5 Pillars of Data Privacy Compliance – Pillar 4: Implement Data Privacy and Security Measures

In this digital era, the law mandates government agencies, private institutions, and even individuals to protect and respect data privacy and personal information. The Philippines’ privacy laws were further strengthened when the Data Privacy Act, 2012 was enacted to protect personal data. This law was modelled after the EU Data Protection Directive and influenced by foreign countries’ privacy policies.

In a nutshell, the main goal of the law is to safeguard an individual’s right to privacy while allowing the free flow of information. It also emphasizes the role of technology in ensuring that data remains secure.

In order to establish guidelines and promote compliance with this law, the National Privacy Commission (NPC) developed the 5 Pillars of Data Privacy Compliance:

  1. appoint a data protection officer
  2. conduct a privacy impact assessment to identify capabilities, threats, and risks
  3. develop a privacy management programme
  4. implement data privacy governance to ensure proper execution of security measures
  5. prepare data breach protocols

However, in this article, we will focus more closely on the fourth pillar which is about implementing security measures.

Putting in Place Security Measures Within Your Organization

The implementation of data privacy and security measures involves organizational, physical, and technical measures.

Organizational Measures

This involves the implementation of internal policies, methods and standards, and controls that data controllers and processors must adhere to in order to ensure data security. Some of the most essential organizational measures that must be implemented include:

  • Appointment of a Data Protection Officer (DPO) and data security breach management team

Appointing a DPO is mandatory when the company performs regular monitoring of data subjects, and those that process sensitive data such as health and political beliefs on a large scale. The DPO must be appointed based on professional qualities and in-depth knowledge of data protection laws and best practices. A data security breach management team must also be established to contain the problem in the event of a breach.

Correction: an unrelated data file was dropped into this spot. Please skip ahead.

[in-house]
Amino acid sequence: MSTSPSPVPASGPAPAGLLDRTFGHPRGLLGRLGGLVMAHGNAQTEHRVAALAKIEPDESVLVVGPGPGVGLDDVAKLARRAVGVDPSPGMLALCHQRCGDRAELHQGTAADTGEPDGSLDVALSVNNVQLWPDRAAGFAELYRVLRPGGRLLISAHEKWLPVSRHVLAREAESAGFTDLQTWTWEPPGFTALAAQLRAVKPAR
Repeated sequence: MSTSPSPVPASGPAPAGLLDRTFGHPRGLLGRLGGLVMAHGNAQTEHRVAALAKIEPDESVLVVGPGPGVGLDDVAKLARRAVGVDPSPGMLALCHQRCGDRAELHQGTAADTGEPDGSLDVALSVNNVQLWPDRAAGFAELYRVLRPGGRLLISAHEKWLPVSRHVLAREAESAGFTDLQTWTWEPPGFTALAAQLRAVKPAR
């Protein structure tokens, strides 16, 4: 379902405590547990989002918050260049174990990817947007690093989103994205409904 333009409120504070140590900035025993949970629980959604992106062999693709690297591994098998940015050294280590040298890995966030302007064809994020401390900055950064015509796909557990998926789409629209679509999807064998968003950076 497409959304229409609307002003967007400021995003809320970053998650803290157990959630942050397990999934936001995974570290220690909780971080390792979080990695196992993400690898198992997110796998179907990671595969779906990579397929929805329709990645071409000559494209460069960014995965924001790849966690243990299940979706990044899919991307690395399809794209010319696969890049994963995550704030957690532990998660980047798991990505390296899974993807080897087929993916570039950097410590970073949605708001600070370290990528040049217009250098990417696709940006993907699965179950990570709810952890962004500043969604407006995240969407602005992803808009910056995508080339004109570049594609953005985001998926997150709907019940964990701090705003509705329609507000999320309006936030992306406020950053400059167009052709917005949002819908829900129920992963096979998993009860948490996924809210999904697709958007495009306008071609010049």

• Development of Data Protection Policies

The scope of policies should depend on the company’s size and the type of data processing it performs. The policies and procedures must be easy to follow, and employees must be well-aware of their obligations and what needs to be done in certain situations related to data security.

  • Privacy Notice and Privacy Policy

The Privacy Notice or Fair Processing Statement is an external-facing statement that describes how personal information will be collected, used, transmitted, retained, disclosed, or destroyed. Meanwhile, Privacy Policy is an internal-focused statement that governs how an organization handles personal information. It provides guidelines for employees to follow regarding the collection and use of data and also covers specific rights the data subjects have.

  • Perform risk assessments

Risk assessment is a crucial preventive measure and can guide you in creating risk mitigation solutions.

  • Preparation of Business Continuity Plan

Organizations must have a business continuity plan that covers the necessary measures for backing up data, ensuring that it remains secured and can be recovered amid an incident.